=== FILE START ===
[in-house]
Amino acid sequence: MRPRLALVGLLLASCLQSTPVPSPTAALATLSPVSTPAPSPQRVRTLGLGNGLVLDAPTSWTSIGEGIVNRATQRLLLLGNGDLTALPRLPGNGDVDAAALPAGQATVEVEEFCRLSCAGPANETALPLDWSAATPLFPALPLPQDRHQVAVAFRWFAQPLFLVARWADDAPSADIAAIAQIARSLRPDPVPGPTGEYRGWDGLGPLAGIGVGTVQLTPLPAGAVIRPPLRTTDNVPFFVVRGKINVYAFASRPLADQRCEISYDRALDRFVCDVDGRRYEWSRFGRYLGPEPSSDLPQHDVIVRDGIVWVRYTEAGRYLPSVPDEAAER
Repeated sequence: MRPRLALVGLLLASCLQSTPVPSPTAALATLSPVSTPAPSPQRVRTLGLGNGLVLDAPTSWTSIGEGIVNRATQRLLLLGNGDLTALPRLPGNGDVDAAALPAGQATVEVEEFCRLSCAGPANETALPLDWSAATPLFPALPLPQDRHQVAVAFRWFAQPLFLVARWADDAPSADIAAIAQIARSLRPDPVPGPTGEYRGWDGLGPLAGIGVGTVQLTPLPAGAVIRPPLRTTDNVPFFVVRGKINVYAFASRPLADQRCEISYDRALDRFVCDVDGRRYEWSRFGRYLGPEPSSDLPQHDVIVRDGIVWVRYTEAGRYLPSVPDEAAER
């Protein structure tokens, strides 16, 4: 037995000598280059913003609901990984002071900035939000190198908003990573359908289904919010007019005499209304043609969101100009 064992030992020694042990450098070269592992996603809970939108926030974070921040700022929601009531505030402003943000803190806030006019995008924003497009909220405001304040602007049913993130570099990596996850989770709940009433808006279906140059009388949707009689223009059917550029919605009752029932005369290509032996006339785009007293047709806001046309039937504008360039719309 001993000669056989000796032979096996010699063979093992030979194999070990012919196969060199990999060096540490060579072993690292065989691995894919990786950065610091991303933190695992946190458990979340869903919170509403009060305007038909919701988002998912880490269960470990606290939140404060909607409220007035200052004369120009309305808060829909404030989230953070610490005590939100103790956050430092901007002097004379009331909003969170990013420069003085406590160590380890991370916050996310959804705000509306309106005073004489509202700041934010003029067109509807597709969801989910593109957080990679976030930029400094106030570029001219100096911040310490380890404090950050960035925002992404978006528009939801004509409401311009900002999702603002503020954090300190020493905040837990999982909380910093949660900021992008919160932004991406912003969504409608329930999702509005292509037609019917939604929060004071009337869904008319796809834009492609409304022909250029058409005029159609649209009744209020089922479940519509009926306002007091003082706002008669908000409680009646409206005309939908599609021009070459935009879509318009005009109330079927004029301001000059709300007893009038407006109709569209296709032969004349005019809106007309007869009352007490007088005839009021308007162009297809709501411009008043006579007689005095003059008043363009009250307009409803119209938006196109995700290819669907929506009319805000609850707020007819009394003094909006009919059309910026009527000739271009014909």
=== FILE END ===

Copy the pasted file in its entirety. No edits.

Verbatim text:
[in-house]
Amino acid sequence: MRPRLALVGLLLASCLQSTPVPSPTAALATLSPVSTPAPSPQRVRTLGLGNGLVLDAPTSWTSIGEGIVNRATQRLLLLGNGDLTALPRLPGNGDVDAAALPAGQATVEVEEFCRLSCAGPANETALPLDWSAATPLFPALPLPQDRHQVAVAFRWFAQPLFLVARWADDAPSADIAAIAQIARSLRPDPVPGPTGEYRGWDGLGPLAGIGVGTVQLTPLPAGAVIRPPLRTTDNVPFFVVRGKINVYAFASRPLADQRCEISYDRALDRFVCDVDGRRYEWSRFGRYLGPEPSSDLPQHDVIVRDGIVWVRYTEAGRYLPSVPDEAAER
Repeated sequence: MRPRLALVGLLLASCLQSTPVPSPTAALATLSPVSTPAPSPQRVRTLGLGNGLVLDAPTSWTSIGEGIVNRATQRLLLLGNGDLTALPRLPGNGDVDAAALPAGQATVEVEEFCRLSCAGPANETALPLDWSAATPLFPALPLPQDRHQVAVAFRWFAQPLFLVARWADDAPSADIAAIAQIARSLRPDPVPGPTGEYRGWDGLGPLAGIGVGTVQLTPLPAGAVIRPPLRTTDNVPFFVVRGKINVYAFASRPLADQRCEISYDRALDRFVCDVDGRRYEWSRFGRYLGPEPSSDLPQHDVIVRDGIVWVRYTEAGRYLPSVPDEAAER
């Protein structure tokens, strides 16, 4: 037995000598280059913003609901990984002071900035939000190198908003990573359908289904919010007019005499209304043609969101100009 064992030992020694042990450098070269592992996603809970939108926030974070921040700022929601009531505030402003943000803190806030006019995008924003497009909220405001304040602007049913993130570099990596996850989770709940009433808006279906140059009388949707009689223009059917550029919605009752029932005369290509032996006339785009007293047709806001046309039937504008360039719309 001993000669056989000796032979096996010699063979093992030979194999070990012919196969060199990999060096540490060579072993690292065989691995894919990786950065610091991303933190695992946190458990979340869903919170509403009060305007038909919701988002998912880490269960470990606290939140404060909607409220007035200052004369120009309305808060829909404030989230953070610490005590939100103790956050430092901007002097004379009331909003969170990013420069003085406590160590380890991370916050996310959804705000509306309106005073004489509202700041934010003029067109509807597709969801989910593109957080990679976030930029400094106030570029001219100096911040310490380890404090950050960035925002992404978006528009939801004509409401311009900002999702603002503020954090300190020493905040837990999982909380910093949660900021992008919160932004991406912003969504409608329930999702509005292509037609019917939604929060004071009337869904008319796809834009492609409304022909250029058409005029159609649209009744209020089922479940519509009926306002007091003082706002008669908000409680009646409206005309939908599609021009070459935009879509318009005009109330079927004029301001000059709300007893009038407006109709569209296709032969004349005019809106007309007869009352007490007088005839009021308007162009297809709501411009008043006579007689005095003059008043363009009250307009409803119209938006196109995700290819669907929506009319805000609850707020007819009394003094909006009919059309910026009527000739271009014909």